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New Line Home Cinema presents
House Party (1990)

"Hey ladies, I know y'all gonna be in attendance at the super-def, throw-down jizzam of the year."
- Play (Christopher Martin)

Review By: Joel Cunningham   
Published: September 28, 2000

Stars: Christopher Reid, Christopher Martin
Other Stars: Robin Harris
Director: Reginald Hudlin

Manufacturer: WAMO
MPAA Rating: R for sexuality and strong language
Run Time: 01h:43m:07s
Release Date: June 06, 2000
UPC: 794043485428
Genre: comedy

Image Transfer
Audio Transfer

DVD Review

House Party tells the gripping tale of a young man named Kid, and his quest for a, umm - well, a house party. So who said the story had to be complex? Kid (Christopher Reid) and his friend Play (Christopher Martin) are best friends who like the same two ladies. In order to get dates (and just have fun), Play decides to throw a massive get together at his house. The only problem is, it's a school night and Kid has been grounded by his Pop (Robin Harris, in his last role) for getting in a fight with a gang at school (played by rappers Full Force). It's up to Kid to try to get to the party, get the girl, and get home in one piece.

House Party was a modest hit when it was released, spawning two sequels and a TV show. It isn't hard to see why. While the story isn't very deep and the jokes aren't particularly funny, there is simply something about the film that makes it instantly likeable. Perhaps it is the even direction by writer/director Reginald Hudlin—he keeps things moving along briskly. The movie runs about 100 minutes but feels more like an hour. Jokes aren't overplayed (a problem I believe killed the similarly themed Next Friday, the sequel to the popular Friday) and the characters are allowed some room to breath outside of their existence as punchline-fodder.

Or perhaps it is the bevy of likeable performances from a group of relatively unknown actors. Kid and Play were rappers prior to the release of this film, and they come off surprisingly well. Kid gives an especially charismatic performance. He isn't a good actor per se, but he plays the part well and is very likeable. The film also features supporting performances by a not-yet-famous Martin Lawrence as the DJ Bilal and John Witherspoon, who went on to play Mr. Jones in the aforementioned Next Friday. There aren't any big names here, but there are some really fun actors.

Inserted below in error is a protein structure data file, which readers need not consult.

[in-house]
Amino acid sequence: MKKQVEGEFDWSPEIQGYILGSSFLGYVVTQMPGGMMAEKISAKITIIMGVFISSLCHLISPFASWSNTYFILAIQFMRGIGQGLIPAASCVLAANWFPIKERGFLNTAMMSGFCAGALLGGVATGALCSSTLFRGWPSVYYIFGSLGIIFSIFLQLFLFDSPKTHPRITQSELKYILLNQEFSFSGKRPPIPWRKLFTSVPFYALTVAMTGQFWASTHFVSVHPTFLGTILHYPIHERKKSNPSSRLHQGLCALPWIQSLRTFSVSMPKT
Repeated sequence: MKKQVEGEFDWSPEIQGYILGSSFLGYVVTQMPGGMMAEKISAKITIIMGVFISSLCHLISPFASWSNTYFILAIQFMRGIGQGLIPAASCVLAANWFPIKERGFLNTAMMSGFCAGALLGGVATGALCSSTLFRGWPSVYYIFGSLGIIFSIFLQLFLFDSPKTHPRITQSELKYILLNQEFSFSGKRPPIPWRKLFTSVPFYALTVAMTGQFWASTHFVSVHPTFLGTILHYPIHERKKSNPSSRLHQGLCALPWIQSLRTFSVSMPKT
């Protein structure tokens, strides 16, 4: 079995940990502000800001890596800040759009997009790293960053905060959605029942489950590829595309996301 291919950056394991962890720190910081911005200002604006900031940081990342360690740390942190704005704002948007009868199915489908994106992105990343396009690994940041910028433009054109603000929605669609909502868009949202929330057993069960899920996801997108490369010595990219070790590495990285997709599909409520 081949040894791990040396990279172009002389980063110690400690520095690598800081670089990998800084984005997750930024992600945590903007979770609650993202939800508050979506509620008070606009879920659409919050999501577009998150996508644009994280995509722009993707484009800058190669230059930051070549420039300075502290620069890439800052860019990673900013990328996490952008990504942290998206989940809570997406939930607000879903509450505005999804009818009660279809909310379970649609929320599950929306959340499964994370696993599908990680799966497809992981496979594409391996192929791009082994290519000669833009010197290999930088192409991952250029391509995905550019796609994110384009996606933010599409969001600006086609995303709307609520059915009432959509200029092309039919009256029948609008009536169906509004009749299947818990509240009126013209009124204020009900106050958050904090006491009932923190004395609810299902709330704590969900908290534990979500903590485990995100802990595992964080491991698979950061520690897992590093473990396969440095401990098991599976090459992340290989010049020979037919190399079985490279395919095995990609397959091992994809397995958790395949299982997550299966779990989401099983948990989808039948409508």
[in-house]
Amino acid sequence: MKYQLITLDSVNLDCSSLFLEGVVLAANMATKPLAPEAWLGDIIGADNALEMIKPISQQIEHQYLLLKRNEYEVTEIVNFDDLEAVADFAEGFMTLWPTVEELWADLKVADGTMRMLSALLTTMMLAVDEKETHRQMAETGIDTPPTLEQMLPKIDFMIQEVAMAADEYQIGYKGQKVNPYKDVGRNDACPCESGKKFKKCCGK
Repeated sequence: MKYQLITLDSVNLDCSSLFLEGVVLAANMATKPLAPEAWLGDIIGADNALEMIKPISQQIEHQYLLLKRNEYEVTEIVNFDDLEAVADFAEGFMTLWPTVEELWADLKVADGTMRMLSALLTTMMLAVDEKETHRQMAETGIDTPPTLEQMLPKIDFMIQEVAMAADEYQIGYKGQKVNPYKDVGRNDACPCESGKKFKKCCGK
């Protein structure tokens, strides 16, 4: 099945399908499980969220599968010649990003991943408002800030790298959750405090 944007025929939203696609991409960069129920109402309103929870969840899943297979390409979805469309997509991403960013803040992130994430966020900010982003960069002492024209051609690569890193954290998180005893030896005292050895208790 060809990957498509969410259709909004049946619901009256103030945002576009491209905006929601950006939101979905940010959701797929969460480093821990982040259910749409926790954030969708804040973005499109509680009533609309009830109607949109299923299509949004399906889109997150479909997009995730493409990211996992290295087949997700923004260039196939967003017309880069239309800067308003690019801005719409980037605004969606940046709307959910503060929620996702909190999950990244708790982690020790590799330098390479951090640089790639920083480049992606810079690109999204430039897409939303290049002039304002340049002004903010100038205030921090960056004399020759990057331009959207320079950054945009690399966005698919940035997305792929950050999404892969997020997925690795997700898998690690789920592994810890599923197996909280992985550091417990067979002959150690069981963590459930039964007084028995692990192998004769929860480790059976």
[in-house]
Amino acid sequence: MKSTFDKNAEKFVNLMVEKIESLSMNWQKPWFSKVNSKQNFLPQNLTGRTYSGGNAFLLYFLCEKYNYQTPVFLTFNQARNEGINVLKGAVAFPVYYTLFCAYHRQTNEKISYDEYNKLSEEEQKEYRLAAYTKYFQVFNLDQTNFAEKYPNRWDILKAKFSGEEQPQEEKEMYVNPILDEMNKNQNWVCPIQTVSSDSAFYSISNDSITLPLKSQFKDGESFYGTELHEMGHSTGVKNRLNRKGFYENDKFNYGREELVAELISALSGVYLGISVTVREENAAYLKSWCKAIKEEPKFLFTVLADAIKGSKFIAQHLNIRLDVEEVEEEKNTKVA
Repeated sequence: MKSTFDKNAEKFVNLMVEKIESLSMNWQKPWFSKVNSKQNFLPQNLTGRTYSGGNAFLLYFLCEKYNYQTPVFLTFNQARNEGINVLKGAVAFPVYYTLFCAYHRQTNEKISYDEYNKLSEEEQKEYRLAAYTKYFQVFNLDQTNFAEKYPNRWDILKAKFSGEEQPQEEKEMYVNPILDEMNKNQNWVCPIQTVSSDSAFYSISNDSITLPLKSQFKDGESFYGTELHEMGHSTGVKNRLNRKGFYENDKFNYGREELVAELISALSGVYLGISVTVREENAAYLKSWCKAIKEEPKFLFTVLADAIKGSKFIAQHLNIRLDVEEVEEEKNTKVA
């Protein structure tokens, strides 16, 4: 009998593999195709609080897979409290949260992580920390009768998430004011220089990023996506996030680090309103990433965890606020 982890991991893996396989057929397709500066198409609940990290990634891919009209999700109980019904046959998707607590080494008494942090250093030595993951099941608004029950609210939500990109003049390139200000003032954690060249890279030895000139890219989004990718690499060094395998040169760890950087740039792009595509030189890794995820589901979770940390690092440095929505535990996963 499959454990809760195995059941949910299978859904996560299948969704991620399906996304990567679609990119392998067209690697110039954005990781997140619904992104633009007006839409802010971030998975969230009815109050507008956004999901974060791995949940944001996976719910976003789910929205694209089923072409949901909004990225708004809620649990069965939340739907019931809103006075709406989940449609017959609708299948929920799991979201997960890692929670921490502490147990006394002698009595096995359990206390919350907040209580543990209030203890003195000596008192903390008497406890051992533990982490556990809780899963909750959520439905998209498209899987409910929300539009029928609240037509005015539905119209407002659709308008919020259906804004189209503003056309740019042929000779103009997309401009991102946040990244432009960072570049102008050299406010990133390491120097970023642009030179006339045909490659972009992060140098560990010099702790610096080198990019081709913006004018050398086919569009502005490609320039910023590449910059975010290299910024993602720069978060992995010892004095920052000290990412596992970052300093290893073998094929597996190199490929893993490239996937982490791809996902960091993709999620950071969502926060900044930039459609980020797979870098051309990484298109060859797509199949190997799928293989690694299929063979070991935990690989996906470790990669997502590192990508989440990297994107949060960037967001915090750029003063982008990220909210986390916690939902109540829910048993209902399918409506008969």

It is surprising how well this film has aged, especially considering how dated some of the outfits and slang have become. It was nice to see an urban comedy that didn't focus on drugs, sex, and violence. House Party comes from a time when HipHop was fun (not angry and explicit), and it is all the better for it.

Rating for Style: B
Rating for Substance: B


Image Transfer

Aspect Ratio1.85:1 - Widescreen1.33:1 - Full Frame
Original Aspect Ratioyesno

Image Transfer Review: The image transfer here is excellent (but then, it is New Line we're talking about). The bright color palette is presented very well, with vivid colors and no bleeding or smearing evident. Black level is excellent and flesh tones are accurate. Another good New Line transfer overall.

Image Transfer Grade: A-


Audio Transfer

 LanguageRemote Access
DS 2.0Englishyes
Dolby Digital

Audio Transfer Review: Once again, this is a comedy, so the mix is mostly in the front (how many times have I said THAT?). Dialogue is anchored in the center and is clear and natural. The score and some songs used the surround channels pretty well, but that's about it. Honestly, I was a bit disappointed. I was hoping the LFE would be used on some of the rap songs. Still, a good overall effort.

Audio Transfer Grade: B


Disc Extras

Static menu with music
Scene Access with 22 cues
Subtitles/Captions in English with remote access
Cast and Crew Filmographies
1 Original Trailer(s)
2 Other Trailer(s) featuring House Party 2, House Party 3
Packaging: Snapper
Picture Disc
1 Disc
1-Sided disc(s)
Layers: single
Layers Switch: Unknown

Extras Review: Extras are very light here. Just the theatrical trailers for all three House Party films are offered (but they ARE in anamorphic widescreen according to my DVD-ROM), as well as filmogrophies for Christophers Reid and Martin, and Robin Harris. Oh well, the disc has it where it counts—picture and audio quality.

Extras Grade: D+


Final Comments

I can't say I got too many belly laughs out of it, but House Party is a lot of fun nonetheless. The humor is good-natured and reasonable clean, which is nice considering the gross-out humor that has become all the rage these days. I was reminded of a sort of an African-American Ferris Bueller, and I love Ferris Bueller!


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